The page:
If you missed your strike temp, make a notation in your brewing log. If you didn't do an iodine starch conversion test, you can't know if the wort was completely mashed and all of the starch converted to sugars.
Try to avoid temperature fluctuations during fermentation and tape the temperature controller's sensor to the side of the fermenter or use a thermowell to control the temperature of the fermenting beer and not the ambient temperature around the beer.
If your final gravity is too high, give it another week and monitor it closely. If you can't blend it with a thinner beer, figure out what went wrong and correct the problem when you brew the recipe again. If you went too far, and you don't have a sweeter beer to blend with, use a higher strike temp next time you brew the recipe.
There is also the possibility that you have a stuck fermentation. A stuck fermentation is usually caused by not pitching enough healthy yeast or not oxygenating or aerating the wort enough prior to pitching, or possibly fermenting at too low of a temperature.
1. Sometimes just moving the fermenting wort to a warmer temperature is enough to get the yeast going again and will increase the attenuation.
2. Rousing a very flocculant yeast may start a stuck fermentation, giving the yeast another chance at the unfermented sugars.
3. But sometimes, you must repitch a fresh batch of yeast. To do this, first transfer your beer to a secondary fermentation vessel to get the beer off of the old yeast cake and trub. Read about doing a secondary fermentation by clicking here. To determine what your final gravity should be, do a forced fermentation test.
4. As a last ditch effort to get your beer attenuation corrected and your beer fermenting again, you can try adding Brettanomyces, a yeast which attenuates further than saccharomyces.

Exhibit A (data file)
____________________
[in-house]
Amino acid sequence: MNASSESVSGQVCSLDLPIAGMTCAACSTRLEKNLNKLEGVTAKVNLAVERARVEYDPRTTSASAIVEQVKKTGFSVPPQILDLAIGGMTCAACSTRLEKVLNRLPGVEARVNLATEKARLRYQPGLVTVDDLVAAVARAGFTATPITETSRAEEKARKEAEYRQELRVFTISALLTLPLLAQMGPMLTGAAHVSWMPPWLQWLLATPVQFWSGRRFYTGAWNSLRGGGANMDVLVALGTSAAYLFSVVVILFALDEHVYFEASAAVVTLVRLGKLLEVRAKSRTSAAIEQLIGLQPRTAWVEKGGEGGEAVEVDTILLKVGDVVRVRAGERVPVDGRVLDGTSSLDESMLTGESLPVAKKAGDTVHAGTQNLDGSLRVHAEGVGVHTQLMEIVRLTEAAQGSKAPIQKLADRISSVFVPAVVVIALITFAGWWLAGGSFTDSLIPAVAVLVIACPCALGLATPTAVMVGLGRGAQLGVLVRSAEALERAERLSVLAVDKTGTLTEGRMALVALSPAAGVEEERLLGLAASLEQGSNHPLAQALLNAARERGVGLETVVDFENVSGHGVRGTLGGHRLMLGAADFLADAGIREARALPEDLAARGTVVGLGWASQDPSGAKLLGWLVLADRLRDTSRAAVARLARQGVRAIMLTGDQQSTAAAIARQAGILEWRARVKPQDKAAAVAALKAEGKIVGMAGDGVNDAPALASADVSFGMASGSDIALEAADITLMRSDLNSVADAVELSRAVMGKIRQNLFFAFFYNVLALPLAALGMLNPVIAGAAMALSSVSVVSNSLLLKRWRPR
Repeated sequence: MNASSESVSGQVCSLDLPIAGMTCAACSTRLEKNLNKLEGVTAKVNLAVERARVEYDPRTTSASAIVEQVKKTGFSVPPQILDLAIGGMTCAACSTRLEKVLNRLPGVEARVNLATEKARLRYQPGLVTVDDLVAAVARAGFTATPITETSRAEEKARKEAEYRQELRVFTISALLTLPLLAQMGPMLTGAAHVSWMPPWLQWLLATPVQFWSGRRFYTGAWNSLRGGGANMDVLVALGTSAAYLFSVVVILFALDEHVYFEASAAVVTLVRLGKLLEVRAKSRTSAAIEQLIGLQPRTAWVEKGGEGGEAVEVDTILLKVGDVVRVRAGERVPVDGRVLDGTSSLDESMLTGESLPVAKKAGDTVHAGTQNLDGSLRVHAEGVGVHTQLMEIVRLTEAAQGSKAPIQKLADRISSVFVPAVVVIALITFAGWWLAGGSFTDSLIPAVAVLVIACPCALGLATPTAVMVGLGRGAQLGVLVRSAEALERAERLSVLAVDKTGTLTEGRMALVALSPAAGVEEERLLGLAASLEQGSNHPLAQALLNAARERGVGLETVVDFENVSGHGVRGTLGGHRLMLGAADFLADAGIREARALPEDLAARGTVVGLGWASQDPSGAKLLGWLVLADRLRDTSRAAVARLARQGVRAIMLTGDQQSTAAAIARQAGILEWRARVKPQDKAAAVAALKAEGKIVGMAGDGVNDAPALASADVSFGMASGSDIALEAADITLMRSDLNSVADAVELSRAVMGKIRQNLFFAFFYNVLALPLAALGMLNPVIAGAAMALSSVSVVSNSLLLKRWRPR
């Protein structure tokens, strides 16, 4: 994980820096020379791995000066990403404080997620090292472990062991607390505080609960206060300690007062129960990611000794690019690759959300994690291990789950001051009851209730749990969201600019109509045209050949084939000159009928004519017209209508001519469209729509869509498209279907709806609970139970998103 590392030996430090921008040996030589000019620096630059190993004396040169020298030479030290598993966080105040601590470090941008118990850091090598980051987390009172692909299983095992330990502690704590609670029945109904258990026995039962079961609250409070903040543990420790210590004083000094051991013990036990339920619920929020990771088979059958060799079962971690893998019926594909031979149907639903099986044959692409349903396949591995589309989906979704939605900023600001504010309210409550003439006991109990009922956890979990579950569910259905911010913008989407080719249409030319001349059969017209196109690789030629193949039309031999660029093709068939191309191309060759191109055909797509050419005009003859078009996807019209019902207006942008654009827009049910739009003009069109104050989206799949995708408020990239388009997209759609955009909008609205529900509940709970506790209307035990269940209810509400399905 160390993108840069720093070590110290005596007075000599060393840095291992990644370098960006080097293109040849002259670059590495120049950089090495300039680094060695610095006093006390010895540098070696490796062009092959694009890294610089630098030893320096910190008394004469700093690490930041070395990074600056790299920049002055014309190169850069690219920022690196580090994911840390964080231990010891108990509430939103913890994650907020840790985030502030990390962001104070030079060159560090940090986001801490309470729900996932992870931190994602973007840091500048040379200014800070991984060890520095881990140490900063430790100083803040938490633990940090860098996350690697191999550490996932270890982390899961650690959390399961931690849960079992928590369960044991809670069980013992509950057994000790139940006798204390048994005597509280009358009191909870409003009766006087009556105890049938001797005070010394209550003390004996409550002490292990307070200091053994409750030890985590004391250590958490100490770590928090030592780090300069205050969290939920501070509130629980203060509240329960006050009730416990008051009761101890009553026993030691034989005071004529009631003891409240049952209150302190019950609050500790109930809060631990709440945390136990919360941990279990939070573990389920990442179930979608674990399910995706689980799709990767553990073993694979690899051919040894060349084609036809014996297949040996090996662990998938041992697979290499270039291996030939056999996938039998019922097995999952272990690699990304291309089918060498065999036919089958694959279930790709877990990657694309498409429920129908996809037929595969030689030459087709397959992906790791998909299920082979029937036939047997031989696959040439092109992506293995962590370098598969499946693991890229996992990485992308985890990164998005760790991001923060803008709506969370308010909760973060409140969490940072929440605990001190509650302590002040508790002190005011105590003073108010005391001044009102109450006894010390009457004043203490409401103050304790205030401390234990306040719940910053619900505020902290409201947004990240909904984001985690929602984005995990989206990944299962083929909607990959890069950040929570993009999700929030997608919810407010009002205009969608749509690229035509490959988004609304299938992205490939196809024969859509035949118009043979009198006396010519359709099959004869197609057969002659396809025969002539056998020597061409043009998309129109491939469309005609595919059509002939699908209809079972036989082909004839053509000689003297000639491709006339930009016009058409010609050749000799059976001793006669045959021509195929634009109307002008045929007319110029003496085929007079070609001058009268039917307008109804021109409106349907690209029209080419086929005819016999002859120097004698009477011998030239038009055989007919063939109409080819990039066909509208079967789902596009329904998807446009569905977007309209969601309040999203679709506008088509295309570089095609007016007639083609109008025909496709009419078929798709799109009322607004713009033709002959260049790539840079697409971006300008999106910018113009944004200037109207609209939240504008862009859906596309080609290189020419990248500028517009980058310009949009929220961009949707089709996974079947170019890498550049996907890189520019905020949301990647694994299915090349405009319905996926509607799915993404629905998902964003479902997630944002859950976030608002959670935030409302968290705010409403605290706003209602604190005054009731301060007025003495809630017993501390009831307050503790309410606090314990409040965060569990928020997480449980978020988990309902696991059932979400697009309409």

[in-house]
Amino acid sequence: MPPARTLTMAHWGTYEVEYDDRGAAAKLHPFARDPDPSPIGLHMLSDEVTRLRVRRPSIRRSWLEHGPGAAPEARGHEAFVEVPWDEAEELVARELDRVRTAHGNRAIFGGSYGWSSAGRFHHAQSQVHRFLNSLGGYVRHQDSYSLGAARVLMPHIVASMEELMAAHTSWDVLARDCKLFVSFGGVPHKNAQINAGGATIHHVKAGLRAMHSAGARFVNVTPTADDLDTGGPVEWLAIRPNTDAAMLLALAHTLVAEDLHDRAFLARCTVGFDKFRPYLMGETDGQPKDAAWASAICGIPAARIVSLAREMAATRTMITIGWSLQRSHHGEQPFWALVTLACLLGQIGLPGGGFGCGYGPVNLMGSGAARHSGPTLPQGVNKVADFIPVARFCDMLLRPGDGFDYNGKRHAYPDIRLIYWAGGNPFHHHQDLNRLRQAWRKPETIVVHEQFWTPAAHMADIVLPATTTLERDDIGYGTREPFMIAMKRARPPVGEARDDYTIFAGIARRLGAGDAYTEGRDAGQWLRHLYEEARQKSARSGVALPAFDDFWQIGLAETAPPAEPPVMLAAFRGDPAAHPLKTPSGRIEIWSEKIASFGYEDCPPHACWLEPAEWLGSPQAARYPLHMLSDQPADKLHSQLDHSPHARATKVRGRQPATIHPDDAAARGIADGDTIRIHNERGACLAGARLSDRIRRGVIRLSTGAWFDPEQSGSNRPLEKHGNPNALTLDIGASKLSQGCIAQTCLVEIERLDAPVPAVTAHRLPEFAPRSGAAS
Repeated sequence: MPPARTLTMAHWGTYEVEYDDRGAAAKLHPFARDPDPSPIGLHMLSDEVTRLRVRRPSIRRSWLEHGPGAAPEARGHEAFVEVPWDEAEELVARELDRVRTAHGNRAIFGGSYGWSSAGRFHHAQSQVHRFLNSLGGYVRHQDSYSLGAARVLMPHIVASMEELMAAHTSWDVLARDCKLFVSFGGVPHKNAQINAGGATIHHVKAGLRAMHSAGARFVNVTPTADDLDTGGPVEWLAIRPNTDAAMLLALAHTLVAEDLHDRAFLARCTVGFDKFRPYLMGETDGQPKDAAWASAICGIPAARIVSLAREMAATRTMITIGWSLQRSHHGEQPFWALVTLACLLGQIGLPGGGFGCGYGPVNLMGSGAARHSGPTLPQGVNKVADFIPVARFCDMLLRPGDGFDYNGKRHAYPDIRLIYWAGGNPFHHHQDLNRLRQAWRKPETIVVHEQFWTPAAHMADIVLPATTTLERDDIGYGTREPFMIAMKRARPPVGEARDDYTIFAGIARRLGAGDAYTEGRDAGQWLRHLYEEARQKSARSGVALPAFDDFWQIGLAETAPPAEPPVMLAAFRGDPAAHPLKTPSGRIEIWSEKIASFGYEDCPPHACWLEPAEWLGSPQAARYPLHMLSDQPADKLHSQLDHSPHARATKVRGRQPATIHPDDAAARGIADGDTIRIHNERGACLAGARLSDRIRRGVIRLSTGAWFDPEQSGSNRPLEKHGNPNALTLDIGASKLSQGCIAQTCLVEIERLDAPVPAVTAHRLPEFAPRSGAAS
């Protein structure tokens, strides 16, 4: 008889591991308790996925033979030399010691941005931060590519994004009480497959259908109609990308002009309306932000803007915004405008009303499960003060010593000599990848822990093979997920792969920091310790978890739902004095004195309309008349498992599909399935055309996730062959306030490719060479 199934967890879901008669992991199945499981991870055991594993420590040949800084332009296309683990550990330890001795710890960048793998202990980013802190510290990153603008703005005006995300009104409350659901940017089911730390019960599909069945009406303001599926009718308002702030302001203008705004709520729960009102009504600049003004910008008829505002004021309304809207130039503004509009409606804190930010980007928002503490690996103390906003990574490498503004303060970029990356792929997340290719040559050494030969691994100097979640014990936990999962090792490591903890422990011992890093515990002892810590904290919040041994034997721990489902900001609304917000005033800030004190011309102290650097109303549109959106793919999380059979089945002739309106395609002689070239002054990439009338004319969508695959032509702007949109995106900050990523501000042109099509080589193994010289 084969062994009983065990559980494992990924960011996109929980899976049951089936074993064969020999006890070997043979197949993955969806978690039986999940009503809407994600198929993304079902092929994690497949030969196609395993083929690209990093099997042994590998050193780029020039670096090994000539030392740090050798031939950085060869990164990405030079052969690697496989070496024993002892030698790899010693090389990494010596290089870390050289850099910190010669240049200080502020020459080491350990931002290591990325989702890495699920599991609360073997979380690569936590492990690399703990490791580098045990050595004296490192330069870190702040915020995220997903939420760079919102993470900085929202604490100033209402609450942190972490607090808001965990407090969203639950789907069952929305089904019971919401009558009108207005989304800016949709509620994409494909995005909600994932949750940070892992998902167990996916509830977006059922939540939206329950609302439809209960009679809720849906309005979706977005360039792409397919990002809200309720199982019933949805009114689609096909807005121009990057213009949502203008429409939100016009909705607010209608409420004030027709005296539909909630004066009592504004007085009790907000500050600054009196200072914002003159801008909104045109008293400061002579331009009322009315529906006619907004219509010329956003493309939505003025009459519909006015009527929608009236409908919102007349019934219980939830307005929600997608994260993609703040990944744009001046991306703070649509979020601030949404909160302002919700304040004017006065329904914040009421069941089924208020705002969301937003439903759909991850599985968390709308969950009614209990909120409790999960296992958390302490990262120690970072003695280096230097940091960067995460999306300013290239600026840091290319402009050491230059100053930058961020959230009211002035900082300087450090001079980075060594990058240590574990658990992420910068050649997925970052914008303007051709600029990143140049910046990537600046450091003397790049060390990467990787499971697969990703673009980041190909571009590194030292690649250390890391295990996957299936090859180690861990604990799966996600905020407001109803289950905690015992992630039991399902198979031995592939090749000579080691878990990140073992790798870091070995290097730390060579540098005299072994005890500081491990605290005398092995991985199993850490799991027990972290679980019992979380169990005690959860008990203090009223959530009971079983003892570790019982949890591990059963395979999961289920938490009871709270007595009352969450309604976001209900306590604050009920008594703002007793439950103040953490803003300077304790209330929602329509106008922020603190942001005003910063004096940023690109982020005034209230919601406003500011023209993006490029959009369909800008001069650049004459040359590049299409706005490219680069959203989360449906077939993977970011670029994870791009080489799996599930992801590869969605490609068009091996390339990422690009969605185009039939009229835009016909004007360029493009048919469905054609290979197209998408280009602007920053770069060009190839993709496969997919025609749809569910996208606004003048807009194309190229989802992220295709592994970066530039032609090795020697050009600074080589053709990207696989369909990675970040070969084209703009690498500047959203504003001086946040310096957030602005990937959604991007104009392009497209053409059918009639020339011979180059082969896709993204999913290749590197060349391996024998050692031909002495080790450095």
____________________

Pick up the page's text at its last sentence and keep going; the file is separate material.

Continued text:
It may require warming up the fermentation, and will definitely require more time than you had originally planned on, but the end result may well be worth the wait. Be aware that you will not end up with the beer you originally envisioned.
Brett will create a tangy and many say "funky" nature to the beer. You may or may not see a pellicle form on the top of the beer. Continue measuring the SG and tasting the beer sample when you do.
Expect the beer to attenuate more than you expected for the original beer. When the beer appears to have stopped fermenting and tastes good to you, rack off the sediment and either age further, where the beer will continue to develop brett-derived flavors, or cold crash, fine with gelatin (or not) and package the beer.
No matter what happens, you will have saved a beer who's fermentation was permanently stuck (or so you thought) and possibly gained a wonderful sour funky beer instead. To see the interview with Michael Tonsmeire, the author of American Sour Beers, click here.
References for Beer Attenuation: http://www.homebrewtalk.com/wiki/index.php/Understanding_Attenuation, http://www.morebeer.com/brewingtechniques/library/backissues/issue6.6/depiro_sb2.html, The Home Brewer's Answer Book , Solutions to Every Problem, Answers to Every Question, by Ashton Lewis. For a nice beer attenuation calculator, click here.